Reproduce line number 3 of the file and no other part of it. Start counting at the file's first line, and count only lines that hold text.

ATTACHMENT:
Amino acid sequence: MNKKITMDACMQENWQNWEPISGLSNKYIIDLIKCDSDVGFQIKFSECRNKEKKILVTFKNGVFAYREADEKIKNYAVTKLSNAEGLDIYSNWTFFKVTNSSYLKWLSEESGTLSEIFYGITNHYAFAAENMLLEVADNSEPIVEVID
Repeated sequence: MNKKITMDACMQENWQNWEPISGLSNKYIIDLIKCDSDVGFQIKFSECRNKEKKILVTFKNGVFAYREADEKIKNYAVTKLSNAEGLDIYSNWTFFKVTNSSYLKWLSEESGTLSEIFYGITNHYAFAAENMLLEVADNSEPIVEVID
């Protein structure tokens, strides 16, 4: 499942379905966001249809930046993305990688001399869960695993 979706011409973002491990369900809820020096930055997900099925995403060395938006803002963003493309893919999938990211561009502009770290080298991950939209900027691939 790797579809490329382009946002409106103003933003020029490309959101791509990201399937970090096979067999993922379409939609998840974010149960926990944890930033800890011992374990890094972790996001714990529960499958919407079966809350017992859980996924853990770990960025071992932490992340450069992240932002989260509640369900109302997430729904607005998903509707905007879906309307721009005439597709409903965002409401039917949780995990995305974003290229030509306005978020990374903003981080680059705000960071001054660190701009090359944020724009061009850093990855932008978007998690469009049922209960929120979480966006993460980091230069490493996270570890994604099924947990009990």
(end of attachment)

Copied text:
């Protein structure tokens, strides 16, 4: 499942379905966001249809930046993305990688001399869960695993 979706011409973002491990369900809820020096930055997900099925995403060395938006803002963003493309893919999938990211561009502009770290080298991950939209900027691939 790797579809490329382009946002409106103003933003020029490309959101791509990201399937970090096979067999993922379409939609998840974010149960926990944890930033800890011992374990890094972790996001714990529960499958919407079966809350017992859980996924853990770990960025071992932490992340450069992240932002989260509640369900109302997430729904607005998903509707905007879906309307721009005439597709409903965002409401039917949780995990995305974003290229030509306005978020990374903003981080680059705000960071001054660190701009090359944020724009061009850093990855932008978007998690469009049922209960929120979480966006993460980091230069490493996270570890994604099924947990009990």